Origami Instructions: Triangular Box (Hans-Werner Guth)

Origami Instructions: Triangular Box (Hans-Werner Guth)


In this video I’m going to show you an origami triangular box designed
by Hans-Werner Guth. This is a folded model.
You can see it’s triangular. It’s from a single sheet of paper and you can open it simply by pushing together the two ends. I think it lends itself really well also as a small purse, or when folded from
a larger sheet of paper a more regular sized purse. For example, because this design
is relatively simple, you can use some special paper, like this kind of crumpled effect paper. For the size:
for this model I used a 6in square (15cm). Then the side length of this box
is 3in (7.5cm). The depth varies a bit depending
on how you fold it, but let’s say approximately
1in (2.75cm) deep and about 1.5in (3.75cm) high. Again, this varies depending on
how deep the box will be. I’ll point out the step where
the depth is determined. So, let’s start with a sheet of paper. This one is light pink and dark pink. We’re going to start with the
not so dominant color up – so here, the white. I’m actually using a folding sequence that I think is different to what
Hans-Werner Guth does, because I wanted to have
no additional creases. We’re going to start and simply pinch
on each side to then fold in the edges to the center making a crease all the way through. Rotate and repeat. Then unfold and turn over the paper and rotate it so that
the previously horizontal creases are now vertical. Then fold in half. Now comes the step that determines how deep that triangular box will be. The distance you fold in now
is exactly half of this depth, so just
to the halfway point. The guidance I can give is you should really stay below a quarter. Else this finishing of the triangular
box in the top won’t quite work as nicely. So perhaps pinch at a half and then make sure that the edge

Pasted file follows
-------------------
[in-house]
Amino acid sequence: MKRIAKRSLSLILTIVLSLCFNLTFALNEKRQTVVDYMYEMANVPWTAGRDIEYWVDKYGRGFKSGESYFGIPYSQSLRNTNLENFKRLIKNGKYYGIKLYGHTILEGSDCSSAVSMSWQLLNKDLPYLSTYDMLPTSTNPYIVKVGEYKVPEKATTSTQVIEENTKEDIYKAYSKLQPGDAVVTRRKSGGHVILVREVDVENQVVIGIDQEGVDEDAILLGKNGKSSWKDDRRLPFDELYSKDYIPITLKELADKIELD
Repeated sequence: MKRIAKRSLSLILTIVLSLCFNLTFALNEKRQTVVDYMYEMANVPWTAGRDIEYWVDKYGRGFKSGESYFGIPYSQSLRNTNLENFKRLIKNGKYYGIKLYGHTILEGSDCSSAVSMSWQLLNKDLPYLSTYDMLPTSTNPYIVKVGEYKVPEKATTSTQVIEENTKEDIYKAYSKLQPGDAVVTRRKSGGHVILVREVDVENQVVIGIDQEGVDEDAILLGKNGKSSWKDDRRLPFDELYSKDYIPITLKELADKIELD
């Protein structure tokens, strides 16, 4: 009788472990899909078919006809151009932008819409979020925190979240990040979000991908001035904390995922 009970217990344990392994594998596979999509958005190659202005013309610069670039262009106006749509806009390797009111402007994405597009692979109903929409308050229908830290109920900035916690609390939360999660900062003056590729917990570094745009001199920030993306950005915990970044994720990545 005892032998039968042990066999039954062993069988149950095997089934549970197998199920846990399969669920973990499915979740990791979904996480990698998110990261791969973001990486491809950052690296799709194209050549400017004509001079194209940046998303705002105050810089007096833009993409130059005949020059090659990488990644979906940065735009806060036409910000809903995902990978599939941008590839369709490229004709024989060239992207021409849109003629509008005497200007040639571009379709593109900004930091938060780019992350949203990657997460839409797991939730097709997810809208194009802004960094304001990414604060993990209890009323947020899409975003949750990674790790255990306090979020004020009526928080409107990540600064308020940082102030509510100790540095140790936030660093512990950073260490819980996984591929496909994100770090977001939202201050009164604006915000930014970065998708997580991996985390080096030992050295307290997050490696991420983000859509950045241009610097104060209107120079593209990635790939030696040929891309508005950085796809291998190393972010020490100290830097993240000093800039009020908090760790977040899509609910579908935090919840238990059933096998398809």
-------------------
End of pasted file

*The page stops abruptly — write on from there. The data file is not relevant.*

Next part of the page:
doesn’t quite reach that pinch mark. Then make sure that the crease is nicely horizontal by aligning
both creases. Then only crease right in between these
two points here. So crease just in the center and leave the quarters on the sides
untouched. Then unfold and now
we want to make a crease that goes exactly through the
point where this crease and
that crease meet. To do that,
I like turning around the paper – this is where the intersection is – and making a small pinch. Same thing on the other side,
a small pinch. Now that helps, because now
the paper will want to go on that point, and then
you can pivot this point so that this corner lies on that
crease right there. Once you’ve got that,
crease on the outside. So we’re just going from this point
to the outside, leaving that area untouched. Then repeat on the other side. Again, capture the point then pivot to get the corner
to lie exactly on the crease and make a fold only
from that point onwards to the outside. Then unfold. Now you have valley folds on this side and on the other side,
this creases are mountain folds. So let’s ensure that these are
valley folds, too – or, by flipping over the paper, make them mountain folds. I think it’s easier to change
creases to mountain folds, because you can then just
pinch the paper together but you can do it however you like. Then you can kind of create
this box shape, because all of these creases
are mountains from the color side or valleys from the – let’s call it –
white side. Next what we’re going to do is essentially push this paper together and create some creases in the center. So what I want you do to is
leave it 3D in the bottom and align these two corners, so that these edges match,